The Lord's Day Morning

September 26, 2010

Luke 13:1-5

“The Message of Repentance Clothed in Tragedies”

Dr. J. Ligon Duncan III

O come, let us worship and bow down. Let us kneel before the Lord our Maker, for He is our God and we are the people of His pasture, the flock under His care. So let us worship Him!

If you have your Bibles I'd invite you to turn with me to Luke chapter 13, and as you turn to Luke 13:1-5, you may want to allow yourself to peek back to the final verses of Luke 12 because they will help you understand the very first words that are recorded by Luke in Luke 13:1 where he says, “There were some present at that very time.” He's making not only a temporal linkage between what Jesus is going to say in Luke 13:1 to what He's just said in Luke 12, but he is making a contextual linkage. The topic leads into the discussion that we're going to read today in Luke 13.

Among the topics that have been addressed of course, you find in Luke 12:49-59 is Jesus’ words to the people gathered there that they were really good at understanding the weather but they did not understand their present times and they did not know how to read the signs of the time. They didn't adequately read the message of God's providence for them. They didn't adequately understand the significance of Jesus’ presence with them and His message for them, or the message of His person and His work. And so the comments, the interaction, that Jesus is going to have with the crowd in chapter 13 verses 1 to 5 — and very frankly, much of chapter 13 has to do with the same message. It's a message that zeros-in on our own personal repentance. And it has as its context, the context that has been introduced in Luke chapter 12.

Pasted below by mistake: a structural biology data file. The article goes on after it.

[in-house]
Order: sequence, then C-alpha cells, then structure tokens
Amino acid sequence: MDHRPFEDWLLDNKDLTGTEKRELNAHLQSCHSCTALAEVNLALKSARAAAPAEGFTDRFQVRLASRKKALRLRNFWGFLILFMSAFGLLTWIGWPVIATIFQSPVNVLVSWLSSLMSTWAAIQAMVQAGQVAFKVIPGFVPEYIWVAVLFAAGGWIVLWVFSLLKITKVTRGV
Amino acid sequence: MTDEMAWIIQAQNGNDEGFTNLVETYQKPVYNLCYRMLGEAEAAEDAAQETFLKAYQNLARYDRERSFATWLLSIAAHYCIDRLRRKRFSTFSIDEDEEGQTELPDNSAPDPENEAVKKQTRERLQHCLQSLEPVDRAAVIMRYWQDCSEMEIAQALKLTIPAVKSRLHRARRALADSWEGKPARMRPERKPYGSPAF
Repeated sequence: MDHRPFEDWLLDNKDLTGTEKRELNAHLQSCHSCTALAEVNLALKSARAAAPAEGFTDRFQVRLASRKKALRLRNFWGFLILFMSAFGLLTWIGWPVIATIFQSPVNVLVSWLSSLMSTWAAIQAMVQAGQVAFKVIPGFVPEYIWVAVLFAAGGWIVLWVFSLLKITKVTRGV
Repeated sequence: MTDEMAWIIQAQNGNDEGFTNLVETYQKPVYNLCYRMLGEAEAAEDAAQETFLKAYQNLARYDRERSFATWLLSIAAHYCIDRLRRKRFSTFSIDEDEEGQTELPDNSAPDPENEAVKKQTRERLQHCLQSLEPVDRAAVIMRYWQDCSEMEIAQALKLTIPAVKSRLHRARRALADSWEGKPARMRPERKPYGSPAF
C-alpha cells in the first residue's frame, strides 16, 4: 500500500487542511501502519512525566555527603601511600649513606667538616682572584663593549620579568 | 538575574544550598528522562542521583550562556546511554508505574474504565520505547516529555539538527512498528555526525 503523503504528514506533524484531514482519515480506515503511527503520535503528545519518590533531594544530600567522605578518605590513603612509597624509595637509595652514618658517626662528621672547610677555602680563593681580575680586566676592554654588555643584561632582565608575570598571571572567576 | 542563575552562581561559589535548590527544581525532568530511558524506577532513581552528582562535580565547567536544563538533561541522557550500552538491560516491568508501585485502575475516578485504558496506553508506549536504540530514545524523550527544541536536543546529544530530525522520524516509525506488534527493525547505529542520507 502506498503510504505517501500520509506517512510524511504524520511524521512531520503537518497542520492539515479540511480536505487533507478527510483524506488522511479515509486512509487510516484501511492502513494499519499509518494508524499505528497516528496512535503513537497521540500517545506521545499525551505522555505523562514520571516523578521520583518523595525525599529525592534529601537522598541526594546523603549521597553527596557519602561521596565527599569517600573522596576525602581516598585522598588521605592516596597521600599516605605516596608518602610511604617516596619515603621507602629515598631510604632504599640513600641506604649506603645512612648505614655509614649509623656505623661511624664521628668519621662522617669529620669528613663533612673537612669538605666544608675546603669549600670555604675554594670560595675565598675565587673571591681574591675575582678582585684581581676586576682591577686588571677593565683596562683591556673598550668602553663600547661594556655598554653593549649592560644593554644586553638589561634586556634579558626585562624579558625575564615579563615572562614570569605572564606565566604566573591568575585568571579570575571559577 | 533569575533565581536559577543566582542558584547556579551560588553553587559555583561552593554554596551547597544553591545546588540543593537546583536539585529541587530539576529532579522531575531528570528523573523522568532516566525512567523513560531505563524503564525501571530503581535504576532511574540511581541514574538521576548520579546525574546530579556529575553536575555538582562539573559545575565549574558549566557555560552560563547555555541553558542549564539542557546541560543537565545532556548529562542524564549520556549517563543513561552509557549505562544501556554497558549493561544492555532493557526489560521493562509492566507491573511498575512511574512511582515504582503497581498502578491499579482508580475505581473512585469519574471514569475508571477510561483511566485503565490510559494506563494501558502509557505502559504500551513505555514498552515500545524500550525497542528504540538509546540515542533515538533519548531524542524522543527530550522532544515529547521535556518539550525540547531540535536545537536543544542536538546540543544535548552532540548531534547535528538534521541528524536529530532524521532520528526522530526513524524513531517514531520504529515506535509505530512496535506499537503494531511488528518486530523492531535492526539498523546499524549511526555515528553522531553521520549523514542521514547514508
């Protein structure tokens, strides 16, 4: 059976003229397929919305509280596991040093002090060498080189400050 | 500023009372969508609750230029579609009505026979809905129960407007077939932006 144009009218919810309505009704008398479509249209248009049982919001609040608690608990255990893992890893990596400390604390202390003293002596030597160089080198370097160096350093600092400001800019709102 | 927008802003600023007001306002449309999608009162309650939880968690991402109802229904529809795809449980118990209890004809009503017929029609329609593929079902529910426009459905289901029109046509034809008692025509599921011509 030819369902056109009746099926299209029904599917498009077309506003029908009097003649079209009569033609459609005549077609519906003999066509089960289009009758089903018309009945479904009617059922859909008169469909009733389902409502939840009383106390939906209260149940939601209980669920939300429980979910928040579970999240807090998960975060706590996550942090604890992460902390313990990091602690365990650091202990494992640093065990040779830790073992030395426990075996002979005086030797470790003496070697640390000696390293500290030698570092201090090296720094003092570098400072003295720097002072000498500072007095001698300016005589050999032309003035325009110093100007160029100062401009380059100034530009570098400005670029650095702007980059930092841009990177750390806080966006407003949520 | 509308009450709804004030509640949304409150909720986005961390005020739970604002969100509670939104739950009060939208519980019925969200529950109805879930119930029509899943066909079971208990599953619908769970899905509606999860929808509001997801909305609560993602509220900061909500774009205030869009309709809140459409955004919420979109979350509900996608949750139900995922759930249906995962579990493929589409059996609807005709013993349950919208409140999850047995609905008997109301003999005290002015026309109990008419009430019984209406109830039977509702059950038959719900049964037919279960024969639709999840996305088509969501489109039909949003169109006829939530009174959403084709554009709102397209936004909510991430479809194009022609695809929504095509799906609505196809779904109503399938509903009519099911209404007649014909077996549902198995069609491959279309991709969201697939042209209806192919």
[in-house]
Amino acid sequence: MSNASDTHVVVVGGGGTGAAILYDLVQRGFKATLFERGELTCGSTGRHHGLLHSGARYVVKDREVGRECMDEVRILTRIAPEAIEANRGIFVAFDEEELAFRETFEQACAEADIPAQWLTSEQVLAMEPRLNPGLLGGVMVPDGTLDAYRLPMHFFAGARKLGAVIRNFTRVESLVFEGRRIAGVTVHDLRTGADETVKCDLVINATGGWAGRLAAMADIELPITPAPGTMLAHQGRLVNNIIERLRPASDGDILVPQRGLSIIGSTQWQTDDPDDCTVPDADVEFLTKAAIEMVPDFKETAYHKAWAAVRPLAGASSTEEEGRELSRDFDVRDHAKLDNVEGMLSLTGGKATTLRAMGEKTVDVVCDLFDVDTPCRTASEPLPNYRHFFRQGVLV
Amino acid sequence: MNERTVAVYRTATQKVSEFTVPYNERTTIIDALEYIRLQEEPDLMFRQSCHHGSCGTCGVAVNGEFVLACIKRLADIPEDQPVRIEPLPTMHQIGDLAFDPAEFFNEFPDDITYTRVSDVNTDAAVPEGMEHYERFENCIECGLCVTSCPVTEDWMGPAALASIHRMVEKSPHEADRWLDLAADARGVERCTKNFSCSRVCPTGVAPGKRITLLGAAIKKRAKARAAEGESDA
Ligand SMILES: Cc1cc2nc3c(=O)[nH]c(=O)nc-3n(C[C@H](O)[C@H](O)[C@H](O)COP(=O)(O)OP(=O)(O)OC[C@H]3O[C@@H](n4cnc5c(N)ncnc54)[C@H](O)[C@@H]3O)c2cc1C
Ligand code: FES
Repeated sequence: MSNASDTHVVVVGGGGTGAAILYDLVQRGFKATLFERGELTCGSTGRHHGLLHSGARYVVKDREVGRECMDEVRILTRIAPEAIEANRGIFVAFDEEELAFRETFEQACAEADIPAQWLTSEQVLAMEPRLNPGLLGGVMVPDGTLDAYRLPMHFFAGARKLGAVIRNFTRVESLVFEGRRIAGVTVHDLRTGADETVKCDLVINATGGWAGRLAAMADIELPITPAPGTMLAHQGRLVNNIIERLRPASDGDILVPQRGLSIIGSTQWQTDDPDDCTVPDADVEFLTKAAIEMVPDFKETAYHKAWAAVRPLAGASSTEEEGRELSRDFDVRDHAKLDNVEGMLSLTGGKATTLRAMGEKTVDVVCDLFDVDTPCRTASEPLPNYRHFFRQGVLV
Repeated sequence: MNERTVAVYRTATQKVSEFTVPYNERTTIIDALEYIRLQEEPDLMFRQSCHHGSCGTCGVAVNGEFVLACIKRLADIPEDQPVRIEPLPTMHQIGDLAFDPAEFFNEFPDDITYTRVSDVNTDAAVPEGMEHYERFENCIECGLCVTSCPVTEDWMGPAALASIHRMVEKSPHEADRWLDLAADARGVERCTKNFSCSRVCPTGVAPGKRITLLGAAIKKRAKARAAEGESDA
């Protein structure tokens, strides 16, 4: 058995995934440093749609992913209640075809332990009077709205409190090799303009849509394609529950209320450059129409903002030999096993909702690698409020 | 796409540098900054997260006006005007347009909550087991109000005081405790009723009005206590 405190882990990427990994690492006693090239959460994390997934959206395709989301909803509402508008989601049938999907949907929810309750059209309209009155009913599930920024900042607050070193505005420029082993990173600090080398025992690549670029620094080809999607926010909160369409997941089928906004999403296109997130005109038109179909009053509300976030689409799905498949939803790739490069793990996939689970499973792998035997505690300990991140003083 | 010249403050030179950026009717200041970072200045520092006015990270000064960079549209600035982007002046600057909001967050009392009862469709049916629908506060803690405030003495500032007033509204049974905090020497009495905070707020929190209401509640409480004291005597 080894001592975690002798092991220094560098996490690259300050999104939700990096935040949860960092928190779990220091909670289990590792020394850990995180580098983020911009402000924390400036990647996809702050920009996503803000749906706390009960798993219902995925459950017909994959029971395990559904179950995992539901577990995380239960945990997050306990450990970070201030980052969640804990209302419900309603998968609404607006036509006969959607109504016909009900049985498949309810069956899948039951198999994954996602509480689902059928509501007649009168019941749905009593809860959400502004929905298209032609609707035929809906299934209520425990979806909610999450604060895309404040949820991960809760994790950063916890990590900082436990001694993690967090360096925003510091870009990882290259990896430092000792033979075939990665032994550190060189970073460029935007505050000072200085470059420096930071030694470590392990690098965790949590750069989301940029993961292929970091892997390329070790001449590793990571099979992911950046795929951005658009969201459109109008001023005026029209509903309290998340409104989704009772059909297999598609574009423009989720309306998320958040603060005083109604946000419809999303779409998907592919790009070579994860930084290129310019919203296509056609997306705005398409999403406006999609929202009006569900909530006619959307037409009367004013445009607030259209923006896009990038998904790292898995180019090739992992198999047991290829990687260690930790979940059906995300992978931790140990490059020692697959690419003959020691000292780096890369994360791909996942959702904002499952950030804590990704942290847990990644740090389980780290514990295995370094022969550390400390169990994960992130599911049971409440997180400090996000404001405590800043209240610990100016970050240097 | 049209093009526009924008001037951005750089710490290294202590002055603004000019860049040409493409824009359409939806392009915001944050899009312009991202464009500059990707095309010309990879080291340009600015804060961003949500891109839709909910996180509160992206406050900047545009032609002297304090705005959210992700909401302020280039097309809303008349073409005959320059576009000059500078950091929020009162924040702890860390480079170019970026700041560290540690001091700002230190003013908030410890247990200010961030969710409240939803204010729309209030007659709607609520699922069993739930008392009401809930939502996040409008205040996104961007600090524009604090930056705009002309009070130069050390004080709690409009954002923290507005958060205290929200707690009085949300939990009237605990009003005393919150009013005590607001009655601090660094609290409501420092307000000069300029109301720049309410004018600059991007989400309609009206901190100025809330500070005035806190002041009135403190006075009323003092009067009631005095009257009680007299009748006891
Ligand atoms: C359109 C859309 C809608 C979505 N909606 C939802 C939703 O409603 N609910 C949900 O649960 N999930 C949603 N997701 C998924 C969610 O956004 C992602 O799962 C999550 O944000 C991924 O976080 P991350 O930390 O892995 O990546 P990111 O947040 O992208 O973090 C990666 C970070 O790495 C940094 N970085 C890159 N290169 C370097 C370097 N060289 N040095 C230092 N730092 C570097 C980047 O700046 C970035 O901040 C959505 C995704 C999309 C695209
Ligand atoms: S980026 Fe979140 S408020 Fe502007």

So let's pray to the Lord and ask for His help and blessing as we read the Word.

Lord, it would be very easy to read a passage about repentance and to hear a message about repentance and for us not to engage in the business of repentance ourselves. It would be possible for us to think about repentance and not to engage in repentance. It would be possible for us to think about others who need to repent and not to repent ourselves. We ask, O Lord, that by the grace of Your Spirit, that as we read and give attention to and hear Your Word today, that this would not be the case with us — we would not just learn more about repentance, we would repent. So teach us this from Your Word today. Open our eyes to behold wonderful things in it. Speak to our hearts. You know where we need to repent. Use even the reading of Your Word today to get to us. For we ask this in Jesus' name. Amen.